Meredith Vincent, regional sales manager, Ontario, for Truck-Lite.

TORONTO, Ont. — When it comes to keeping a clean safety record, and reducing maintenance costs, a good light management program is essential. Spec’ing quality light emitting diode (LED) lights, and properly maintaining them is the key.

A holistic approach

Lights are an easy thing to overlook, but taking a holistic approach to managing a lighting system will yield the best results, according to Grote.

“Fleets with a complete lighting strategy in place will not only enhance the safety of their fleets but also virtually eliminate CSA and other fines as well as minimize the cost of repair and downtime,” says Kevin Cornelius, global marketing manager of power delivery at Grote Industries.

Go for quality

LED lights have become a no-brainer in most applications, having come down considerably in price, and lasting much longer than incandescents. Quality LED lights can be expected to last up to 15 years on a trailer.

According to Grote, a fleet with 1,000 trailers can expect to encounter three failures per day if running incandescent trailer lights. This could cost as much as $3 million over the life of those trailers, taking into consideration installation costs of $11.25 each time a bulb is replaced, as well as downtime.

Brent Edmonson, a technician with Vision Truck Group, says the market is rife with poor-quality offshore LED lights.

“They have vibration problems, they get full of moisture, the lenses crack and discolor,” Edmonson says of poor-quality LED lights. Even body builders will frequently install poor-quality LED lights on equipment, he notes.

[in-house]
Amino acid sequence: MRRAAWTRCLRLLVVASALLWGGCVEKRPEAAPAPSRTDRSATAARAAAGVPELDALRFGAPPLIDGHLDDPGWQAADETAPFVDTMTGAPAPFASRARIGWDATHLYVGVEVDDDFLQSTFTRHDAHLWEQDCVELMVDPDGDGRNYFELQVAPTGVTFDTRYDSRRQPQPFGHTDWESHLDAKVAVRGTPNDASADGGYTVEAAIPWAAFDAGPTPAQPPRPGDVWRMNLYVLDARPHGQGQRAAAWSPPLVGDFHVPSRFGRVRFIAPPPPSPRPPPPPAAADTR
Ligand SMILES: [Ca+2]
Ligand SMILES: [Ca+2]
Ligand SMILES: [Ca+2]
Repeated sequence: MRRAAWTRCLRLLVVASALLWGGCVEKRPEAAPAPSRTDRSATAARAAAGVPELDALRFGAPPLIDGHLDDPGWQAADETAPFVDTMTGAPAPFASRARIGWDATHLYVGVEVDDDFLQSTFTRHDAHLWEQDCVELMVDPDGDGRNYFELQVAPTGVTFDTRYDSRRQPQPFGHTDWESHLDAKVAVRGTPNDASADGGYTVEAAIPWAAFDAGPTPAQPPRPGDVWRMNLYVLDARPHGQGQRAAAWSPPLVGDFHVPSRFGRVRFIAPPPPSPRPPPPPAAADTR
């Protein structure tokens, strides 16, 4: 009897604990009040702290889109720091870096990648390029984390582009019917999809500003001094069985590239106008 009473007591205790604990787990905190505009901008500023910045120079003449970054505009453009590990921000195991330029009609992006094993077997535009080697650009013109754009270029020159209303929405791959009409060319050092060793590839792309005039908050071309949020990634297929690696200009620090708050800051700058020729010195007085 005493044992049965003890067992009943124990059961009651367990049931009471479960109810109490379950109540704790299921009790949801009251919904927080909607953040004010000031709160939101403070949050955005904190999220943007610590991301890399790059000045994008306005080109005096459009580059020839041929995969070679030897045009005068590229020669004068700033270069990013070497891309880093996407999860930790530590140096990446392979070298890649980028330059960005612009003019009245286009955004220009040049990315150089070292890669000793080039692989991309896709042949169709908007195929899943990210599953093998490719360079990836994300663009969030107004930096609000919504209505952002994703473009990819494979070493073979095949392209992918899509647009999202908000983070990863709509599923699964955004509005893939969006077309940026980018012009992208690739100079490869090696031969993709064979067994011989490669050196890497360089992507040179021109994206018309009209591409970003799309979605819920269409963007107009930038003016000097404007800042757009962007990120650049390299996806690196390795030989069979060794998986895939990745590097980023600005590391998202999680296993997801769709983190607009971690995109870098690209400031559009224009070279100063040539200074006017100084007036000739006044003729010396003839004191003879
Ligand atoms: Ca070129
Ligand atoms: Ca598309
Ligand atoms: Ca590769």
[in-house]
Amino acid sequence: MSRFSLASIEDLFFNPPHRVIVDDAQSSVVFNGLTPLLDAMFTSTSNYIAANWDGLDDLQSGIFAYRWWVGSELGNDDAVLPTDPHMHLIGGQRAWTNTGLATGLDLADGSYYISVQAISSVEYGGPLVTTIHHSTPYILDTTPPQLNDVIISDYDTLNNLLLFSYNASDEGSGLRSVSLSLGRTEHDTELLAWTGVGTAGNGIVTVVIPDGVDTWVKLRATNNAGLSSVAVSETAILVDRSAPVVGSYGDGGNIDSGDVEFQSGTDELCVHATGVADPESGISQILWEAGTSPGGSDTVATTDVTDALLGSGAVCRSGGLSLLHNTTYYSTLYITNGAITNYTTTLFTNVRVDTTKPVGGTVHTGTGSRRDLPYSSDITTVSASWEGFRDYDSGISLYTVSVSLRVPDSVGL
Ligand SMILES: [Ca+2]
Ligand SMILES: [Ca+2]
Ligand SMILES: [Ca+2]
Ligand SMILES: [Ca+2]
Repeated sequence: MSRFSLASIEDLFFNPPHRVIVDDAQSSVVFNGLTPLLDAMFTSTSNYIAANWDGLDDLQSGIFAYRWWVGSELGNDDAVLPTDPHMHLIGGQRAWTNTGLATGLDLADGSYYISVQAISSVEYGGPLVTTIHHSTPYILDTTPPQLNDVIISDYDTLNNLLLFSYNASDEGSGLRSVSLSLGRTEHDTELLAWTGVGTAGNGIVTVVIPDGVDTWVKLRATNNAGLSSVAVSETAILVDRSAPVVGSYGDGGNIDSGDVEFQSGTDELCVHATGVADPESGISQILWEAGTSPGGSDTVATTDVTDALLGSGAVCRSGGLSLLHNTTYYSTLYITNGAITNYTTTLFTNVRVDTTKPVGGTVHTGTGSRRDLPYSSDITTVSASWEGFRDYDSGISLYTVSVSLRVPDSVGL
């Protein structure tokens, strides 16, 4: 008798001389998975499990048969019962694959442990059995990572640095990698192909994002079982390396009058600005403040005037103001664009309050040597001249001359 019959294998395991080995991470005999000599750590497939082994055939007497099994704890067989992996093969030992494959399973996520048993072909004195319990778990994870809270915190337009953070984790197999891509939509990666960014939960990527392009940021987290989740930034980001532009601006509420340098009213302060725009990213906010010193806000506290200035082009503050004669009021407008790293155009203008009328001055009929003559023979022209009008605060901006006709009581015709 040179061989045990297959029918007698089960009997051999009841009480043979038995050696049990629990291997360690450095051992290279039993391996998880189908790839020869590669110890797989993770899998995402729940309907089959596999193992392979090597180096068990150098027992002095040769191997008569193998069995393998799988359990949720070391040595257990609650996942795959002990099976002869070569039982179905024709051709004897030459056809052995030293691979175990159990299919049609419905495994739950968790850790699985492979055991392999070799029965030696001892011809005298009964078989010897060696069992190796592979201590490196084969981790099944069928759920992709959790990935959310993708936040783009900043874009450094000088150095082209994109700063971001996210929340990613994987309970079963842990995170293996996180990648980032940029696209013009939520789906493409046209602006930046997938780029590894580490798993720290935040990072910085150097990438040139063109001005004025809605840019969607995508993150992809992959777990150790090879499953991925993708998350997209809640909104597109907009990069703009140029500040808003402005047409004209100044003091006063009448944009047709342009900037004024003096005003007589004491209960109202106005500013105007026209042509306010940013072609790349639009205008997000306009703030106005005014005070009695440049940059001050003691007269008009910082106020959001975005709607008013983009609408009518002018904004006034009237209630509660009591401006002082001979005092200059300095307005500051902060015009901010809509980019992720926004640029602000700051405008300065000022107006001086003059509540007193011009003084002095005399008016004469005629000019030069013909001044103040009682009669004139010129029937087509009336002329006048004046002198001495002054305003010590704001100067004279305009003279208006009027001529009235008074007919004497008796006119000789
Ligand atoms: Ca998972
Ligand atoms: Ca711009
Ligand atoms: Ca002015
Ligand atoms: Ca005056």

“You have a nearly $1-million concrete pumper that will have crappy Chinese LEDs on it,” he says. “But there are lots of good ones out there.”

When Edmonson takes delivery of new equipment, he often swaps out no-name LEDs for brand name products.

The case for LED headlights

Some truck manufacturers have begun installing LED headlights in tractors.

Because the color of LEDs is closer to that of daylight than the yellowish hue of halogens, it appears brighter and can illuminate details of objects in the distance better.

They also help a driver see more at the edge of the road, where traditional lamps tend to fade out even on high beam, according to Grote. This improves safety and reduces eyestrain since it helps the driver more quickly and easily spot vehicles, pedestrians, signage, road conditions, and wildlife to prevent potential collisions and driving errors.

Some LED headlights can last 30,000 hours, or about 10 years.

“Incandescents are old technology,” says Meredith Vincent, regional sales manager, Ontario, for Truck-Lite. “That’s what fleets and owner-operators used forever, because that’s what was available.

Now that the LED is readily available and more cost-effective, it’s lower maintenance and takes years of usage before you need to change anything.”

But the argument against LED headlights is that they don’t generate enough heat to keep snow and ice off the lens. Some manufacturers have come up with solutions to this, however. Volvo has an LED headlight with a fan at the back that directs the heat to the front of the lamp. (LED lights actually do produce heat, but at the back).

Truck-Lite has heating elements in the glass that can be activated to melt snow and ice.

Don’t forget the grease

Since corrosion is the number one killer of lights and wiring harness connections, Vincent said it’s important to make inspecting connections and applying dielectric grease when necessary, part of the routine maintenance on a truck or trailer.

Mistakes she frequently sees in the field include not using enough dielectric compound, or using an alternative product such as brake clean, which is conductive and shouldn’t be introduced to the wiring system. When a light isn’t working, she suggests troubleshooting the electrical system before assuming the light itself is to blame.

“It could be plugged in incorrectly, or a connection could be loose. There are a lot of variables why (the light isn’t working),” she explains.

Asked what mistakes Edmonson has seen in the shop, he rhymes off “Too much electrical tape, not enough dielectric grease, and not enough shrink tube.”

It’s important to seal out moisture through proper techniques rather than slapping on electrical tape, he emphasized.

“Usually, the more electrical tape you see, the worse things are going to be. There’s usually a disaster hidden underneath the tape,” he said.




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